How to Pick a Financial Adviser
What to do if you need help in setting and meeting your retirement goals.
One of the questions I get asked over and over at my seminars is: “How do I find a financial adviser who I can trust and who understands federal retirement benefits?” Sometimes, I get mistaken for such an adviser, since I talk about financial issues in the context of discussing federal retirement benefits. It’s true that the topics of benefits and financial planning are intertwined. But there’s a difference between the two.
Think of it this way: If you ask a retirement specialist at your agency, “When should I retire?” they would be able to tell you when you would be eligible for retirement and might even help you pick a date that maximizes your retirement benefits. But the question, “When can I afford to retire?” requires a different kind of expertise -- that of a financial planner.
Who has been your financial planner so far? The answer may be yourself -- and you may have done a great job. But you may also be reaching the point where you need some outside help to ensure your decision-making is sound when it comes to planning for life after government.
The Old and the New
Under the older Civil Service Retirement System, financial planning considerations were simpler. CSRS is based on a single defined benefit that replaces a portion of your pre-retirement income -- up to 80 percent of it, in fact. Once retirement begins under CSRS, the benefit is paid monthly for life and includes an annual cost of living adjustment. So as long as you’ve worked long enough to earn adequate replacement income, there isn’t too much planning involved.
Under the Federal Employees Retirement System, there are three moving parts: Social Security, the FERS Basic Retirement Benefit and the Thrift Savings Plan. The first two parts, like CSRS, provide monthly benefits for life. The Social Security retirement benefit includes an annual cost of living adjustment similar to CSRS. But the FERS basic retirement benefit has a delayed and smaller COLA that will cause the benefit to lose some buying power, especially in times of high inflation.
Depending on your length of service, your age at retirement and your wages, Social Security and the FERS basic benefit may be enough to cover your day-to-day living expenses in retirement. But if not, then you’ll need to use your TSP to provide additional income in the form of a monthly payout. Alternatively, you can maintain your TSP as a lump sum and draw from it to cover expenses that come up in retirement, such as a property tax bill or a remodeling project. In many cases, retirees decide they need a combination of a monthly payment and the option to keep some of the money aside in a lump sum.
Many federal employees begin to feel uncertain when it comes to subjects like how to manage your TSP. They may need help or education to figure out how much to save and how to properly invest to achieve their retirement goals.
Baking the Cake
Some people know enough of the basics to follow the directions on a box of cake mix. Others are comfortable even baking a cake from scratch. But others just head to the local bakery and let the experts handle it -- and are willing to pay to do so.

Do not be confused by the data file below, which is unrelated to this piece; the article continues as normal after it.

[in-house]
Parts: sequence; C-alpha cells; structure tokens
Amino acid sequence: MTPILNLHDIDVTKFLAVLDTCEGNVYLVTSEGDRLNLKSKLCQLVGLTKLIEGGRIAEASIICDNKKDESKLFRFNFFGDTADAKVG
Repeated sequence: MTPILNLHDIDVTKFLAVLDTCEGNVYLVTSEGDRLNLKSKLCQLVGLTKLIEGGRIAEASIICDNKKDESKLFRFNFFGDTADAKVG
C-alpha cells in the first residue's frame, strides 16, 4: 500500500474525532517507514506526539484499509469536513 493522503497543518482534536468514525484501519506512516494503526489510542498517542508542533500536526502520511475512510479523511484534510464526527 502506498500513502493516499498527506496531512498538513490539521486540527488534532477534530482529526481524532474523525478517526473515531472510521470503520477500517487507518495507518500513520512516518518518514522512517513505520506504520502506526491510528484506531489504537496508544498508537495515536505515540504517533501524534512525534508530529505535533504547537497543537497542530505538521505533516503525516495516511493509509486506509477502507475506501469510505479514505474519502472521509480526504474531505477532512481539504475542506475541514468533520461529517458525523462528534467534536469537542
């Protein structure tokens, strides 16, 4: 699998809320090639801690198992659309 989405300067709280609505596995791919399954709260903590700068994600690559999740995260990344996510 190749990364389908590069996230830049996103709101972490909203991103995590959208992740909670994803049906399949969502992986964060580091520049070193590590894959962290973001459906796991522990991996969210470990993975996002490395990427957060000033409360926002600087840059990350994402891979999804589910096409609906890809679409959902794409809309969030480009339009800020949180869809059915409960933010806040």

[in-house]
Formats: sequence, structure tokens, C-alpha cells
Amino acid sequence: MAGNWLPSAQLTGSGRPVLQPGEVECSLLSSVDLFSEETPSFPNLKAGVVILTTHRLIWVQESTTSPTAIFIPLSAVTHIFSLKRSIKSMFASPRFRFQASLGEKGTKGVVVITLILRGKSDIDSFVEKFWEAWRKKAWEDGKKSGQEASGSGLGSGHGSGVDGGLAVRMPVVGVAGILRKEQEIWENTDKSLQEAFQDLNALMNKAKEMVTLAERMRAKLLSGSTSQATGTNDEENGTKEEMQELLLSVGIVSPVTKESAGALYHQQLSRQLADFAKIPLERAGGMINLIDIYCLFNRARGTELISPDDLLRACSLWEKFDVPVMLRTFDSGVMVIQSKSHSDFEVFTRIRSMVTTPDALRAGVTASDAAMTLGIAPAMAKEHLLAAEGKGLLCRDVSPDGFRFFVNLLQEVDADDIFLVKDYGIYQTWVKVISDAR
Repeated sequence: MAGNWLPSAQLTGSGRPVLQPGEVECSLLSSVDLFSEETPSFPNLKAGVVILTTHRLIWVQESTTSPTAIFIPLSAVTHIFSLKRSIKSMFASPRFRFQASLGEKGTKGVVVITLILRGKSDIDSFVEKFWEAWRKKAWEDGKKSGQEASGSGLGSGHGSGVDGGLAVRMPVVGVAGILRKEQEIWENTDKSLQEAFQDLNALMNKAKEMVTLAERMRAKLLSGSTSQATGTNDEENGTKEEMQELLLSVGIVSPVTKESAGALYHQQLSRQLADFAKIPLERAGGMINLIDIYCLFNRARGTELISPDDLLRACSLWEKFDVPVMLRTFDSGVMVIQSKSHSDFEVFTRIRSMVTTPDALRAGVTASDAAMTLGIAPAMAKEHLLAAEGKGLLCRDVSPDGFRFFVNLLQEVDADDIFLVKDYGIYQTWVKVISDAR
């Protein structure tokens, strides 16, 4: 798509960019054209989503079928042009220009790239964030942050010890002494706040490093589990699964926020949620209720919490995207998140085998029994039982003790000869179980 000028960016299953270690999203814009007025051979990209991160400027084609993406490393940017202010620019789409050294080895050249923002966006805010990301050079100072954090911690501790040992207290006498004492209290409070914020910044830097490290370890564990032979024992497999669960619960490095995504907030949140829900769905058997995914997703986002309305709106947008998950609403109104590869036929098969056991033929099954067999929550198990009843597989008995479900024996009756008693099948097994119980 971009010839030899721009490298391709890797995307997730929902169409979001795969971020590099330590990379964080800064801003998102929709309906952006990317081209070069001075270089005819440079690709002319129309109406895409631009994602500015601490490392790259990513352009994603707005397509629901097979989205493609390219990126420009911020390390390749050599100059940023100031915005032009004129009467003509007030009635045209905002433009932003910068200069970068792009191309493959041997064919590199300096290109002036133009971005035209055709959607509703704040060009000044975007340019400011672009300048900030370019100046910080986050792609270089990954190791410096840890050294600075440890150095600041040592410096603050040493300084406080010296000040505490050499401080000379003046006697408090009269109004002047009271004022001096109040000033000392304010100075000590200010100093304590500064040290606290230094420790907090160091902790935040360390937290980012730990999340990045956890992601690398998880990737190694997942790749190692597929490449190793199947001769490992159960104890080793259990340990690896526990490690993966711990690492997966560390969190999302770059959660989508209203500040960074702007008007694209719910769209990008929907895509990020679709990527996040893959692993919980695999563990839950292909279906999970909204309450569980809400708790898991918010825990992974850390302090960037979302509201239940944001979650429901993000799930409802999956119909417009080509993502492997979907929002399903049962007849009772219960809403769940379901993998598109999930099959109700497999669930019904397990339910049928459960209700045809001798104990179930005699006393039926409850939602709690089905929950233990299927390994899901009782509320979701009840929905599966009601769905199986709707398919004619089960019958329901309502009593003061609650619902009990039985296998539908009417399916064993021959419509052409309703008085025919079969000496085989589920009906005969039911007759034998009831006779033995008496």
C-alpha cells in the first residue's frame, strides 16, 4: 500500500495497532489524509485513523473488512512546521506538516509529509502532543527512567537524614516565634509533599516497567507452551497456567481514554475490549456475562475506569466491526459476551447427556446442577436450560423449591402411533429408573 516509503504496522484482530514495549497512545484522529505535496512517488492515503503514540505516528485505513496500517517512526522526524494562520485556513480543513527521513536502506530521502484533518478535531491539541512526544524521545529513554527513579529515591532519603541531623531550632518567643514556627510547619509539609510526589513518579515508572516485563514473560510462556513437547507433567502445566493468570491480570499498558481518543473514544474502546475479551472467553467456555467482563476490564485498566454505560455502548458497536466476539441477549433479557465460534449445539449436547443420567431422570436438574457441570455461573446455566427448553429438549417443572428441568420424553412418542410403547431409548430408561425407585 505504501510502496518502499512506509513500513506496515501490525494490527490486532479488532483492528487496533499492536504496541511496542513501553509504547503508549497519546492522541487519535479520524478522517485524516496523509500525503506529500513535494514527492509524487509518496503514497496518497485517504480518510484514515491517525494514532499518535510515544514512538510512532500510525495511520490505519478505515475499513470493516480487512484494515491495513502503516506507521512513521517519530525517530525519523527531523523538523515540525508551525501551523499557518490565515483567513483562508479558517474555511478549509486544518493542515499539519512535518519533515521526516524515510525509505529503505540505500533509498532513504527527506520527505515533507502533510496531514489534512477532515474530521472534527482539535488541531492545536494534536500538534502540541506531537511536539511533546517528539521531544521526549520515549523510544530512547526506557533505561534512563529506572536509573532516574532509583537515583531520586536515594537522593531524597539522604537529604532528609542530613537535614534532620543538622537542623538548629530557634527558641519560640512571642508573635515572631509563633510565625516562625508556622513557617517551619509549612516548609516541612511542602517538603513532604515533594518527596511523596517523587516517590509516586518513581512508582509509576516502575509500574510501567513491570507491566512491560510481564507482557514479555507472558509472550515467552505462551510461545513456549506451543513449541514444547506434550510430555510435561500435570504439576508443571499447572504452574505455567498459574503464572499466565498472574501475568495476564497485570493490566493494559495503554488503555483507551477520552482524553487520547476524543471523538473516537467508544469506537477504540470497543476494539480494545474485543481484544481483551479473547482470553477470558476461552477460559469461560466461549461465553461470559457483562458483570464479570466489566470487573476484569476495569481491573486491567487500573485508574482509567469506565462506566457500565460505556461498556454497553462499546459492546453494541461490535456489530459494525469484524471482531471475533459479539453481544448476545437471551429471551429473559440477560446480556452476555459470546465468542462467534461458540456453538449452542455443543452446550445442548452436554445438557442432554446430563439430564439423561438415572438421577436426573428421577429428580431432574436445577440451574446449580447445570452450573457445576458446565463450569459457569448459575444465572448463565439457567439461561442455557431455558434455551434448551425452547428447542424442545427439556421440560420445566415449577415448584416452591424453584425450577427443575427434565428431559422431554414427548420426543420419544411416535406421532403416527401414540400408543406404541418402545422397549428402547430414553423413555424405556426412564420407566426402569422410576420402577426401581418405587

The same concept can be applied to managing your retirement goals. If you have the understanding, education and skill to do this yourself, then you won’t need to hire outside help. There is also the enjoyment factor: Is this something you like doing? You can find lots of information about federal retirement planning online, and your agency may offer training in the basics for employees at different stages of their careers.
If you decide to hire professional help, then you need to find someone you can trust and who understands your situation. You can start by getting a referral from a friend or trusted coworker. Also, it’s helpful to learn the basic terminology and concepts. In addition to books, magazines and websites, online courses can help you gain basic financial planning knowledge.
Be sure to hire a financial adviser that you feel comfortable talking to and who encourages you to ask questions. Find out how often your planner will meet with you if you are going to enter into a long-term relationship.
Here are some tips for choosing an adviser:
- Interview more than one candidate, so you’ll have a basis to compare them in terms of experience, typical client profile, compensation and personality.
- Ask pointed questions.
- Understand what the letters behind the planner’s name mean.
- Check references. Look for a certified financial planner and check him or her out with the Securities and Exchange Commission.
Understanding Federal Retirement
I would want my adviser to have other clients who are federal employees or retirees. Keep in mind that the adviser is not a benefits specialist, so first get a retirement estimate for CSRS or FERS from your agency as part of the background information that you bring to your first meeting. Likewise, you should print out your latest TSP participant statement and your personal Social Security report.
Understanding your federal retirement benefits is the foundation you need to do financial planning for retirement. If you do not feel confident about going it alone, then hiring a professional can help you avoid mistakes and provide a sense of security as you move forward with your plans.